Maryland law enforcement agencies are transitioning to embrace new policies after a series of police reform laws took effect on Oct. 1.
The new legislation includes restrictions on no-knock warrants and the use of military-grade equipment by law enforcement agencies, as well as requirements for the disclosure of police investigation records related to officer-involved deaths.
Another provision, known as “Anton’s law” after the death of Anton Black, aims for greater police accountability by preventing officers with a checkered past from accepting a job at a different department during an ongoing investigation.
The law also establishes a special unit in the Attorney General’s office to investigate all civilian deaths at the hands of police.
The legislation was passed after Democrats in the state’s General Assembly overrode three vetoes from the state’s Republican Governor Larry Hogan.
Sen. Jill Carter, a Baltimore Democrat who helped author the bill, had some strong words about its motivations.
“Policing is a public function and it is only right that disciplinary records are accessible to victims of misconduct and the public. This is a necessary step to creating transparency and accountability. Police have done a deplorable job policing themselves in secret,” she said.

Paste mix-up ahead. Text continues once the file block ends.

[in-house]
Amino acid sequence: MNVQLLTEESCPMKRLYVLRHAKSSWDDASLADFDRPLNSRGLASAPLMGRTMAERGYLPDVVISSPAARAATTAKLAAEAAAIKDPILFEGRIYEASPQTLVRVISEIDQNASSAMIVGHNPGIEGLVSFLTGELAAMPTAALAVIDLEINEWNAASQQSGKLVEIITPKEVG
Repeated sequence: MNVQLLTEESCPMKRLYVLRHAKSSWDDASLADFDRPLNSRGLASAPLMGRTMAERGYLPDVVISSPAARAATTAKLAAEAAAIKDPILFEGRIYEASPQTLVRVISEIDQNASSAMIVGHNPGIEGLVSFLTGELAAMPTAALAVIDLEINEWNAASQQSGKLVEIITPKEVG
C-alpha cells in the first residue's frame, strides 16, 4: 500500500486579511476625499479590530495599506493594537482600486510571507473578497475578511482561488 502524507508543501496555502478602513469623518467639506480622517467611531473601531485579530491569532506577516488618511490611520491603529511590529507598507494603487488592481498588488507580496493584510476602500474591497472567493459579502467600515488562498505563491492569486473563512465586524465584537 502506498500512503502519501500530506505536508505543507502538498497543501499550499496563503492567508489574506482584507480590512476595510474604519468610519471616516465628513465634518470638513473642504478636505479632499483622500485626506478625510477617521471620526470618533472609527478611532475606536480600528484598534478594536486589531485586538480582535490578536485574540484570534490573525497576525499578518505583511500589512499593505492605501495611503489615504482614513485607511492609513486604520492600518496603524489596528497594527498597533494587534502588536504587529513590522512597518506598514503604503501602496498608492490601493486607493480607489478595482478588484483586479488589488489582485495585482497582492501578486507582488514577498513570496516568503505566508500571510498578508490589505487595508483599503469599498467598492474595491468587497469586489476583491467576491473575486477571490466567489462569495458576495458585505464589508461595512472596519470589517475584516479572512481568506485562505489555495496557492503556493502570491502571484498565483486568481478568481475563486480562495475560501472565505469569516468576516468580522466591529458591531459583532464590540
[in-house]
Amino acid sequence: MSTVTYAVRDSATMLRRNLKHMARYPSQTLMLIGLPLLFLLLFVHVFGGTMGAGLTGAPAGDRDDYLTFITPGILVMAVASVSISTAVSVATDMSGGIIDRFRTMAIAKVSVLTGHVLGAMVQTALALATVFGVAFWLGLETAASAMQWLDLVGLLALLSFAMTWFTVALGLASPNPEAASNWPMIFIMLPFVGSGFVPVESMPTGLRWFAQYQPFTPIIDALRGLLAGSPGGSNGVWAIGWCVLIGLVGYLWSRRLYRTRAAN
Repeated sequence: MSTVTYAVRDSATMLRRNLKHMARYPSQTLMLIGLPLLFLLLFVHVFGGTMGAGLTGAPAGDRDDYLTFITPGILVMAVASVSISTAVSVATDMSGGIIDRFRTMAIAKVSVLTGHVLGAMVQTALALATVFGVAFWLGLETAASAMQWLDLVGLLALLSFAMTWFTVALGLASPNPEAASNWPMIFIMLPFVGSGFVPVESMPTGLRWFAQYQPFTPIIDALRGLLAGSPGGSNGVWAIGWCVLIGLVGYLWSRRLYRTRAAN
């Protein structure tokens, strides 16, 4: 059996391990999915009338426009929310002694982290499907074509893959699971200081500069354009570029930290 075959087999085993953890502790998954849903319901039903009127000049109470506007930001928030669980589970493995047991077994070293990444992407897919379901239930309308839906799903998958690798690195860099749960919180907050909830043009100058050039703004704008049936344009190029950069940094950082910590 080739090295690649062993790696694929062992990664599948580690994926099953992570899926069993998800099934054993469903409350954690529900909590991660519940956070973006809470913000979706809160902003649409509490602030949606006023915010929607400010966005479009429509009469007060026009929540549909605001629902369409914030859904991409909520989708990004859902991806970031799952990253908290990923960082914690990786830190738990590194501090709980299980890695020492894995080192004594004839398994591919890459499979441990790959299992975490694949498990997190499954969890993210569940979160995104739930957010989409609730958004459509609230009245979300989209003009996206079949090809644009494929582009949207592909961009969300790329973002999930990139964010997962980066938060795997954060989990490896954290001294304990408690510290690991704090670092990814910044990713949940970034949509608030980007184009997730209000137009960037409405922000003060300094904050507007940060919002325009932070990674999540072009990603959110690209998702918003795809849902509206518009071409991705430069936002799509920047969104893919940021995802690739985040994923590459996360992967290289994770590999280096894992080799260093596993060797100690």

However, Salisbury Police Chief Barbara Duncan said its still too early to tell what the impact of the reforms will yield.
“We are not too far into October at this point and at this point, we’re not really sure what the impact is going to be.”
Duncan also referenced further reforms under the Maryland Police Accountability Act of 2021 that are expected to take effect in July next year. These reforms will bring changes to use of force policies, discipline procedures and the organization of police accountability boards.
Chief Duncan said that in order for the laws to yield positive results, police training must be adjusted, and there must be open communication between accountability boards and law enforcement.
“We’re still going to continue to struggle as a state because we haven’t addressed the underlying issues that demand some change. The structure of these new bodies are confusing at best. They’re mission is not well-defined in my opinion,” Duncan told WMDT 47.
The chief added that she’s still waiting for further guidance from the state level on how to implement some of the requirements.